Luxurious Silk Lotion

I just got some silk peptide in my latest fun DIY type ingredients order, so I’m playing with it (of course). I’m also having lots of fun with emulsifying wax, so I just had to make a lovely, luxurious lotion with silk and all kinds of wonderful things.

Silk peptide is the mid point in silk meshes. There’s silk powder, which is the heaviest, then silk peptite, and then silk amino acids of the super fine variety. The larger the mesh, the higher the shimmer. The smaller the mesh, the higher the absorbency. I went with the peptide variety to try and get the best of both worlds.

This lotion is definitely luxurious enough to live up to its name. It’s smooth and highly moisturizing, with all kinds of fancy ingredients that make it sound just as luxurious as it feels.

Luxurious Silk Lotion

72g distilled water
3g vegetable glycerin
1 tsp silk peptide

7g emulsifying wax
3g argan oil
10g camellia seed oil
5g jojoba oil

2 drops vanilla essential oil
6 drops cardamom essential oil

Heat the distilled water, vegetable glycerin, and silk peptide in a small saucepan over low heat until the glycerin dissolves.

Heat the oils and emulsifying wax in a small saucepan until the wax melts.

Remove each pan from the heat and let cool. As the oils cool, stir them. Once they start to thicken, slowly whisk in the water and then the essential oils. Once all the water is whisked in, decant into a bottle with a disc or squirt top. Shake occasionally as it cools and enjoy the luxury!

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Wondering where I get my ingredients? I get almost everything from New Directions Aromatics (Canada, USA, Aus, & UK) and Saffire Blue!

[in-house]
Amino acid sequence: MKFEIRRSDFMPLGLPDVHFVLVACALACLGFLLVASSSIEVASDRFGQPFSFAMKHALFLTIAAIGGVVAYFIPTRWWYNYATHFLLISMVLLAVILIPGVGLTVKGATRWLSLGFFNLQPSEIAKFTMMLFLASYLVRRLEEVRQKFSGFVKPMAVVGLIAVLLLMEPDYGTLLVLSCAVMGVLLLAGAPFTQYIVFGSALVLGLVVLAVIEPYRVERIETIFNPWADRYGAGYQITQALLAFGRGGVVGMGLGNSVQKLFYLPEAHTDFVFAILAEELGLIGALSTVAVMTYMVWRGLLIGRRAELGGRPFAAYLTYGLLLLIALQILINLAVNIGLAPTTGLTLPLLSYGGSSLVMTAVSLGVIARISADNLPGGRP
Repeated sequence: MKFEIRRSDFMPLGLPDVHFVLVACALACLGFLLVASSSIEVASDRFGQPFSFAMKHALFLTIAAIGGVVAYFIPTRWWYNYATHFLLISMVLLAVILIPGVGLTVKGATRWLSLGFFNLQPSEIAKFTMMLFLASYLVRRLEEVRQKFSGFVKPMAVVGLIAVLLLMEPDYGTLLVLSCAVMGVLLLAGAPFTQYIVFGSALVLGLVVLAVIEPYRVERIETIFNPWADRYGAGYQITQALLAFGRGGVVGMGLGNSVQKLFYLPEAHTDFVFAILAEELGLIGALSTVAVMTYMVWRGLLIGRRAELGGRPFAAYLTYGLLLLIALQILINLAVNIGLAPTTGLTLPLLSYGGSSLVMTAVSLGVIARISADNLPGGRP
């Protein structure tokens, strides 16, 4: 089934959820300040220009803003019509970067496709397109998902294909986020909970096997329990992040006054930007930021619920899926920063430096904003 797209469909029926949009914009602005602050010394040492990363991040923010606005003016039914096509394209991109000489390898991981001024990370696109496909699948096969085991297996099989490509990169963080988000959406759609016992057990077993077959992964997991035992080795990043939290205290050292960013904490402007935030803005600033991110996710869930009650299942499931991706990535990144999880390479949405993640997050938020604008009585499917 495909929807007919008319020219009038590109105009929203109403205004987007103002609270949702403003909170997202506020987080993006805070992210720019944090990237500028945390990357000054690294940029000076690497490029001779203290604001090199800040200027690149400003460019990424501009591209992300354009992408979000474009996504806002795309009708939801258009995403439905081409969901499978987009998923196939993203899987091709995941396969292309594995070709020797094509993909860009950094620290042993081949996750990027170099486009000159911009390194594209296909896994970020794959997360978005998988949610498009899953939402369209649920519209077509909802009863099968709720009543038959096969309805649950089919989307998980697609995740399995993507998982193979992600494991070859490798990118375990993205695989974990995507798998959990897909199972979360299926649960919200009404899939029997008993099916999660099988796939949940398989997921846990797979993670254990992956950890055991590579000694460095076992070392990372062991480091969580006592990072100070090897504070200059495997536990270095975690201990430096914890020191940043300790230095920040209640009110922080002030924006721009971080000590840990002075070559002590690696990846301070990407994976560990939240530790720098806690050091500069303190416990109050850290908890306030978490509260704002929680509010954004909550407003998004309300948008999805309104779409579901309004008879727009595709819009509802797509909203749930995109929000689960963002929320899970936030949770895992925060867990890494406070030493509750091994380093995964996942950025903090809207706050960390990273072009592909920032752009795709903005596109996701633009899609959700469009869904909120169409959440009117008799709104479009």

20 Responses to Luxurious Silk Lotion

  1. jessica says:

    Hi there, does the water added to this not make for it to spoil or to mold? is there no need for a preservative? what would shelf life be do you think? This looks great and I have made one similar but omit the water for other oils, it is find for dry skin but if the Distilled water is an OK alternative I;d like to try it, I just am concerned of it spoiling!

    • Marie says:

      Jessica—Yes, the water does introduce the possibility of the lotion spoiling. However, I find these lotions generally last for at least 2 months without preservatives (though I do add some vitamin E, which is great because not only is it good for your skin, but it’s an anti-oxidant and will help the lotion last longer). If you omit the water and just add more oils, you won’t have a lovely lotion that just soaks into your skin, you’ll have a sort of body butter/massage oil kind of thing, which is obviously fine, but not lotion at all. You could definitely use distilled or some sterilized (boiled) water, which may or may not extend the life of the lotion. What I’d recommend is 1) Make it in small batches & use it quickly and 2) Think of it as more of a food item than a body product!

  2. Annie says:

    Hello! Is silk peptide you use in here a powder or a liquid? If I substitute a liquid silk amino acid solution (like one u find at lotion crafter) how much should I use? Help is really appreciated :)

    • Marie says:

      Annie—I use a powdered silk peptide (this one: http://www.newdirectionsaromatics.ca/silk-peptide-p-556.html). According to the Lotion Crafter website, they recommend a usage from 1–2.5% of their liquid Silk Amino Acids. So, I would recommend using about 2g of the liquid silk amino acids for this recipe (which makes 100g total—just remove 2g of water). One teaspoon of the powder ends up being quite a lot of powder as it is so light, which is why I’m recommending something on the higher end of the recommended usage. Hope that helps!